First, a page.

It didn’t take long to wrap my head around the collateral damage that would occur when Google suppresses their outbound referring URL information when patrons are using the search engine while they’re logged in. An article forwarded to me by a friend in the business laid out some of the damage that was expected. My friend went on to point out that some of his competition might be impacted by Google’s actions, he was not entirely displeased.
I’m trying to think of the impact so I looked around for some back of the napkin numbers, using the Google search engine of course. Be mindful, these are Internet numbers so they are obviously without reproach. I started with the assumption that most folks that have a Google account are probably using Gmail, so that’d be the most impactful user base. According to Panda algorithm chosen web page at the top of my search results it seems that Gmail had about 193 million users at the end of 2010. If Google trusts itself then this is probably accurate information.
That’s not everybody. I asked Amazon and its sorta saying that there are 1.7 billion unique Internet users. So Google’s got 11% that could potentially be logged in while user the search engine. I don’t log in at work, so let’s assume that I’m half of all people and I’m at work for half of my searches. So 11% drops to 8.25% of Internet searches impacted by this. Maybe we’ll give Google+ a little love and just say 10%. Sound good? . . .Yeah, I think so too. You know what 10% looks like to me, it looks like an experiment. Read more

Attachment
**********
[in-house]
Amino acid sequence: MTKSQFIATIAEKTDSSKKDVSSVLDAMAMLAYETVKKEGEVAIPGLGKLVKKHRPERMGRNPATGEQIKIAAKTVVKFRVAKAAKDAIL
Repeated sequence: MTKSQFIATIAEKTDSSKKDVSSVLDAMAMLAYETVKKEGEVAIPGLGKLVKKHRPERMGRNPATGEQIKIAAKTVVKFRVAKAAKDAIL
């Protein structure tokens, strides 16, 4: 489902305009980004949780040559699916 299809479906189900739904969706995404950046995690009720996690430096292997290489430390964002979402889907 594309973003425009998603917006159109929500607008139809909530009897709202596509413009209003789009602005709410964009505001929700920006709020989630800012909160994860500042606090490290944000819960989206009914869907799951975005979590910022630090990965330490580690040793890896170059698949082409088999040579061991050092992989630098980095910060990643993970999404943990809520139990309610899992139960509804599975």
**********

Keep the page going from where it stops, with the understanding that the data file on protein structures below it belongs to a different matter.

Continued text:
Tim Berners-Lee, Creator of the World Wide Web.Photo Attribution: http://www.flickr.com/photos/captsolo/ / CC BY-SA 2.0
Do we really need to keep calling them web pages? What started out as an open document format for the exchange of data between researchers has quickly evolved into a new application platform where most of the computing happens in the cloud instead of on your desktop computer. The WorldWideWeb was created in 1990 by Tim Berners-Lee while he was working at CERN. His objective at the time was to enable his scientific colleagues to exchange research information electronically in a commonly consumable format. The Web allowed researchers to link their documents to one another via a hyperlink. This acted as an active cross-reference within the document itself. No longer would a person reading a paper by one researcher need to dig up another paper referenced in the document, they could just click on the link and go straight to it.
For a couple years the Web developed quietly. Pages were small and purposeful; browsers were few and eventually dominated by Mosaic. But in 1993 Netscape Navigator showed up at the party with some seed money and a business plan. It would take a year or two to unseat Mosaic, but eventually it enjoyed the widest user base on the Internet. The party, for Navigator, lasted until 1997. By that time the average web page size was about 44 Kilobytes according to a survey conducted at Georgia Tech. Netscape introduced an on-the-fly load style during its reign, which rendered the page as elements were downloaded as opposed to waiting until it was completely downloaded. This would allow a user to read the text of the page while the graphics were loading, a major breakthrough for the mostly dial-up user base. Read more